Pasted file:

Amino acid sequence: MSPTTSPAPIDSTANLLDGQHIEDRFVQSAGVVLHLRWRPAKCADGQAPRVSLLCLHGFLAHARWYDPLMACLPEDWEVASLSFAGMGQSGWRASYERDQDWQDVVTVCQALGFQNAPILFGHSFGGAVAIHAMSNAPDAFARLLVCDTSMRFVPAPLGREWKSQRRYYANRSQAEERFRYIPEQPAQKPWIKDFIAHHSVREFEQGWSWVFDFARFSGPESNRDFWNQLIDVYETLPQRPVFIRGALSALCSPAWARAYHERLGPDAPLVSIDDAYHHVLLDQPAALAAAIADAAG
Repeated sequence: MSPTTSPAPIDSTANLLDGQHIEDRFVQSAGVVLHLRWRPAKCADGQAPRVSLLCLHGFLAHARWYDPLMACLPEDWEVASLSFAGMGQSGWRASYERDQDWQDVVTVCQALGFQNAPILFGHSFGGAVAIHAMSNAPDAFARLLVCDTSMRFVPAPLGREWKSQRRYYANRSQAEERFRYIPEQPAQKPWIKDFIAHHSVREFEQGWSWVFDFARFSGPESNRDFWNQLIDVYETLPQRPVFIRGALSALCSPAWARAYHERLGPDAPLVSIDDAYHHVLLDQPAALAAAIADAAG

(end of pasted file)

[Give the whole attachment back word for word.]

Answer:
Amino acid sequence: MSPTTSPAPIDSTANLLDGQHIEDRFVQSAGVVLHLRWRPAKCADGQAPRVSLLCLHGFLAHARWYDPLMACLPEDWEVASLSFAGMGQSGWRASYERDQDWQDVVTVCQALGFQNAPILFGHSFGGAVAIHAMSNAPDAFARLLVCDTSMRFVPAPLGREWKSQRRYYANRSQAEERFRYIPEQPAQKPWIKDFIAHHSVREFEQGWSWVFDFARFSGPESNRDFWNQLIDVYETLPQRPVFIRGALSALCSPAWARAYHERLGPDAPLVSIDDAYHHVLLDQPAALAAAIADAAG
Repeated sequence: MSPTTSPAPIDSTANLLDGQHIEDRFVQSAGVVLHLRWRPAKCADGQAPRVSLLCLHGFLAHARWYDPLMACLPEDWEVASLSFAGMGQSGWRASYERDQDWQDVVTVCQALGFQNAPILFGHSFGGAVAIHAMSNAPDAFARLLVCDTSMRFVPAPLGREWKSQRRYYANRSQAEERFRYIPEQPAQKPWIKDFIAHHSVREFEQGWSWVFDFARFSGPESNRDFWNQLIDVYETLPQRPVFIRGALSALCSPAWARAYHERLGPDAPLVSIDDAYHHVLLDQPAALAAAIADAAG